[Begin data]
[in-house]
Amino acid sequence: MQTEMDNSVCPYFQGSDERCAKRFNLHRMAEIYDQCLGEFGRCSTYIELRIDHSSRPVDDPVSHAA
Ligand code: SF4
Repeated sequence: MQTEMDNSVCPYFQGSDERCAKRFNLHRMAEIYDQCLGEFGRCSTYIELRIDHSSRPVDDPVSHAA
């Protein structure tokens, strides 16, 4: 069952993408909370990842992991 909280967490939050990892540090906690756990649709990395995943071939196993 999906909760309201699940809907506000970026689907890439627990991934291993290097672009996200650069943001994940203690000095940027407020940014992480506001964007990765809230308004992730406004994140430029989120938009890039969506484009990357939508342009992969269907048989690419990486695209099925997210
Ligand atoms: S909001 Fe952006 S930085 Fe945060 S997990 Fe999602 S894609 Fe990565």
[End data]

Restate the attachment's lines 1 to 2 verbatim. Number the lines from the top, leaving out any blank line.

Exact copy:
[in-house]
Amino acid sequence: MQTEMDNSVCPYFQGSDERCAKRFNLHRMAEIYDQCLGEFGRCSTYIELRIDHSSRPVDDPVSHAA